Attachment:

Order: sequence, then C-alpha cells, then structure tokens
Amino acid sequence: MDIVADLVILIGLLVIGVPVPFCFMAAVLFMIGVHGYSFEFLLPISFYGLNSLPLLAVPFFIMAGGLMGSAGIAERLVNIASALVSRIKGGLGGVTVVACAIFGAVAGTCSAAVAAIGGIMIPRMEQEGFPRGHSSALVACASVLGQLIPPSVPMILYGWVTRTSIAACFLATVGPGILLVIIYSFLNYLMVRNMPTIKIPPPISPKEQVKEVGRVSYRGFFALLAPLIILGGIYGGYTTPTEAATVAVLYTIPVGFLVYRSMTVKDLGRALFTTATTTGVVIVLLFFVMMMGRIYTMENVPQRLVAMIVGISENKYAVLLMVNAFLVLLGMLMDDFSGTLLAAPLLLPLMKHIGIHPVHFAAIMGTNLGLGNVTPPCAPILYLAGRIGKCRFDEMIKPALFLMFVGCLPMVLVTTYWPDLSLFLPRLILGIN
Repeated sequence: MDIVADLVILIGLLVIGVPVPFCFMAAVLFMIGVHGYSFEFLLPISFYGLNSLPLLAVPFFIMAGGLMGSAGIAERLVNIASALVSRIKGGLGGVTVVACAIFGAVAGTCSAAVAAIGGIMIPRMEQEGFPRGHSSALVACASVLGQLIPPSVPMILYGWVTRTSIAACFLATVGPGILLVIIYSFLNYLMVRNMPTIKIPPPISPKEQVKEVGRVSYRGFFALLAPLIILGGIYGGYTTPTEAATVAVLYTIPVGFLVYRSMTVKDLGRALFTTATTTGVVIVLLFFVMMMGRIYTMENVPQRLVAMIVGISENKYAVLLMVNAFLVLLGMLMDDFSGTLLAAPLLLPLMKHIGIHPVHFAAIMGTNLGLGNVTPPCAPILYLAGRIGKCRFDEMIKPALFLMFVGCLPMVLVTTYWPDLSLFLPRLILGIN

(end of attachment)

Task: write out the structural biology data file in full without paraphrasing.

Order: sequence, then C-alpha cells, then structure tokens
Amino acid sequence: MDIVADLVILIGLLVIGVPVPFCFMAAVLFMIGVHGYSFEFLLPISFYGLNSLPLLAVPFFIMAGGLMGSAGIAERLVNIASALVSRIKGGLGGVTVVACAIFGAVAGTCSAAVAAIGGIMIPRMEQEGFPRGHSSALVACASVLGQLIPPSVPMILYGWVTRTSIAACFLATVGPGILLVIIYSFLNYLMVRNMPTIKIPPPISPKEQVKEVGRVSYRGFFALLAPLIILGGIYGGYTTPTEAATVAVLYTIPVGFLVYRSMTVKDLGRALFTTATTTGVVIVLLFFVMMMGRIYTMENVPQRLVAMIVGISENKYAVLLMVNAFLVLLGMLMDDFSGTLLAAPLLLPLMKHIGIHPVHFAAIMGTNLGLGNVTPPCAPILYLAGRIGKCRFDEMIKPALFLMFVGCLPMVLVTTYWPDLSLFLPRLILGIN
Repeated sequence: MDIVADLVILIGLLVIGVPVPFCFMAAVLFMIGVHGYSFEFLLPISFYGLNSLPLLAVPFFIMAGGLMGSAGIAERLVNIASALVSRIKGGLGGVTVVACAIFGAVAGTCSAAVAAIGGIMIPRMEQEGFPRGHSSALVACASVLGQLIPPSVPMILYGWVTRTSIAACFLATVGPGILLVIIYSFLNYLMVRNMPTIKIPPPISPKEQVKEVGRVSYRGFFALLAPLIILGGIYGGYTTPTEAATVAVLYTIPVGFLVYRSMTVKDLGRALFTTATTTGVVIVLLFFVMMMGRIYTMENVPQRLVAMIVGISENKYAVLLMVNAFLVLLGMLMDDFSGTLLAAPLLLPLMKHIGIHPVHFAAIMGTNLGLGNVTPPCAPILYLAGRIGKCRFDEMIKPALFLMFVGCLPMVLVTTYWPDLSLFLPRLILGIN